As COVID-19 cases and hospitalizations hit record highs in the United States, and the threat of a double-dip economic recession looms, many are calling for continued and enhanced government stimulus. While it is paramount that policy makers do all they can to address these urgent national interests, they must also take a long-term view. How they decide to allocate economic recovery funds will have lasting consequences, with the potential to either amplify or eradicate another deadly agent that has been freely proliferating for centuries: fossil fuels.
The short-term symptoms resulting from the extraction and burning of fossil fuels have long manifested, with air pollution claiming millions of lives each year and plaguing millions more with diseases of the heart, lungs and brain in the U.S. and beyond. In recent years, the longer-term symptoms have started to set in, with extreme weather events intensifying, food and water insecurity on the rise, and the first climate refugees, including Alaska’s coastal residents, being forced to abandon their homelands. As with the differentiated impacts of the novel coronavirus, it is the most vulnerable and marginalized who bear the brunt of our fossil fuel-driven society.
Although it may seem odd to draw parallels between the novel coronavirus and fossil fuels, as a climate and public health researcher, I have spent most of 2020 working on two reports that compel me to make this connection. Published last week, the Lancet Countdown: Tracking Progress on Health and Climate Change U.S. Policy Brief and the Production Gap Report both share one urgent message to U.S. policymakers: do not allow COVID-19 recovery measures to lock us into another global health crisis.
The Lancet Countdown details how the effects of climate change are undeniable and worsening across the U.S. Over the past two decades, for example, heat-related mortality for older persons has almost doubled. In 2019, two billion hours of labor were lost because of extreme heat conditions in the service, manufacturing, agricultural and construction sectors. Not to mention 14 climate-related disasters each causing over a billion dollars in damages. “Above-normal” wildfire seasons in the western U.S. and hurricane seasons in the Atlantic are becoming the new norm.
While no one is immune to these accelerating health risks, climate change is a threat multiplier that exacerbates existing health inequities and injustices. As documented by one case study in the policy brief, the impacts of this year’s Hurricane Laura, one of the strongest hurricanes to ever hit Louisiana, were centered around the City of Lake Charles in Calcasieu Parish. This region is predominantly populated by Black and low-income communities, which have been enduring some of the highest levels of air pollution in the country stemming from the hundreds of oil, gas and chemical facilities situated along the Louisiana coast. Preliminary research suggests that long-term exposure to air pollution may be associated with increased COVID-19 mortality and morbidity rates. Indeed, commensurate with national patterns, the rate of COVID-19 infections among Black people living in Calcasieu Parish is 1.7 times higher than that for white people.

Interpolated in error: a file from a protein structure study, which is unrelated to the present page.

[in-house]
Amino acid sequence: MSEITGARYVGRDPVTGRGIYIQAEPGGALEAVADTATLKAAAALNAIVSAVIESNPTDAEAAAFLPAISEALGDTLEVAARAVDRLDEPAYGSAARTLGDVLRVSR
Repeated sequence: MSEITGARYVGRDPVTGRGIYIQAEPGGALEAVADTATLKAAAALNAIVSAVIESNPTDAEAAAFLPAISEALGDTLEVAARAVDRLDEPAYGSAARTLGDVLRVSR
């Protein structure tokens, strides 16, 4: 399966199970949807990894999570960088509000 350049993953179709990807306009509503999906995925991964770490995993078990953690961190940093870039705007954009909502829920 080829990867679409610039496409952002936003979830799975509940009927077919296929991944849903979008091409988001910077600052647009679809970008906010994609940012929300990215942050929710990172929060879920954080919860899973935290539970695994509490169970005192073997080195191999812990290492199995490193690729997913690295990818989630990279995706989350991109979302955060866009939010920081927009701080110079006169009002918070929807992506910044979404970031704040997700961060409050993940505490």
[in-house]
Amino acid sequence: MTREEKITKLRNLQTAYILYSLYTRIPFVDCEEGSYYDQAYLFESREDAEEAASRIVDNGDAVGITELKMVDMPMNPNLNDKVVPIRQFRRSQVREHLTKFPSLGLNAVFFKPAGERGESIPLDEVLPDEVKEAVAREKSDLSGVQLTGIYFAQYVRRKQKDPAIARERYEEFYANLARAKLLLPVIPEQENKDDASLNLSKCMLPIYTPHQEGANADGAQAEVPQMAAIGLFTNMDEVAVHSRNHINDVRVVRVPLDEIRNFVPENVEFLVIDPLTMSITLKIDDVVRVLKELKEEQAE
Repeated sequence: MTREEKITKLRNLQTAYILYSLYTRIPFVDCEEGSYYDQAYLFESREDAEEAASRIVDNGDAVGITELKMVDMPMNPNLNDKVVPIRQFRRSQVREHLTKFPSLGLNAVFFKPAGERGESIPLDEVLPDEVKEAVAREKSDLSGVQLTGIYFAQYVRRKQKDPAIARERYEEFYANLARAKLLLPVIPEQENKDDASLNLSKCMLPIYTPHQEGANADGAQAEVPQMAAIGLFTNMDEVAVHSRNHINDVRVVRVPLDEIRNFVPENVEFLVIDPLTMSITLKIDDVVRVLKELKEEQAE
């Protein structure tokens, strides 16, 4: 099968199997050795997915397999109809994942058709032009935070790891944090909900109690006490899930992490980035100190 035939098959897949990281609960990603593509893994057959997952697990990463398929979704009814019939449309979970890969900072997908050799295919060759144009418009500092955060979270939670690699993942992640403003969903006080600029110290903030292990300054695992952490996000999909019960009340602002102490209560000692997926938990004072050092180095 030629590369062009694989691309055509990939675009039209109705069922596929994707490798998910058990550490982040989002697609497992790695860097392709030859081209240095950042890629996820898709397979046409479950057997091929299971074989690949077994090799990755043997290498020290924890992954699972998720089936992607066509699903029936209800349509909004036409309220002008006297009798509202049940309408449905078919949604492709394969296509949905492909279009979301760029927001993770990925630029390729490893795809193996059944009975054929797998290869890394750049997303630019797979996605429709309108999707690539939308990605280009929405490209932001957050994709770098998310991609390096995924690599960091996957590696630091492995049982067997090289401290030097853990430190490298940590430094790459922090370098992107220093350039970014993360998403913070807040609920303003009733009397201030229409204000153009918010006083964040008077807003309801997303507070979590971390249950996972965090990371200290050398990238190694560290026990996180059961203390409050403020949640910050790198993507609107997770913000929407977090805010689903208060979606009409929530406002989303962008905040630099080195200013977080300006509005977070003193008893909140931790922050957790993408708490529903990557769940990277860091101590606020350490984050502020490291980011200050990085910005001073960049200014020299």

In order to stay on track to limit global warming below 1.5 degrees Celsius and avoid worsening climate-related health impacts, the Production Gap Report shows that fossil fuel–producing nations need to collectively cut global production by 6 percent per year from now to 2030. Instead, their existing energy plans foresee an average annual increase of 2 percent, which would lead to more than double the production consistent with the 1.5 degree C limit by 2030. As the world’s largest oil and gas producer, the U.S. is a key contributor to this global production gap.
And so far, despite widespread calls for a green recovery, the U.S. government has directed the majority of its energy-related recovery funds toward supporting fossil fuels: $72 billion compared to $27 billion for clean energy, as of November. These funds add to existing government assistance in the form of fossil fuel subsidies, rollbacks of more than 100 environmental regulations and refusal to strengthen air quality standards for another five years.
But the incoming administration offers us a glimmer of hope. President-elect Biden has repeatedly committed to reentering the Paris Agreement “on day one” and put forward a plan for achieving “a clean energy revolution and environmental justice.” Vice President-elect Harris has proposed the “first-ever global negotiation of the cooperative managed decline of fossil fuel production.” The Production Gap Report and Lancet Countdown outline ways to achieve these goals, including the elimination of fossil fuel subsidies and policy tools for leveraging decarbonization as an organizing theme for COVID-19 recovery efforts.
In the U.S., the COVID-19 pandemic continues to demonstrate the brutal consequences that can occur when science is disregarded and responses are delayed or incommensurate with the scale and urgency of the problem—or absent altogether. As the incoming administration seeks to address the current public health emergency, they must be sure to avoid worsening other health crises—air pollution and climate change—in the process. Doing so requires a managed, equitable and urgent transition away from fossil fuels.
The views and opinions expressed in this article are those of the author alone.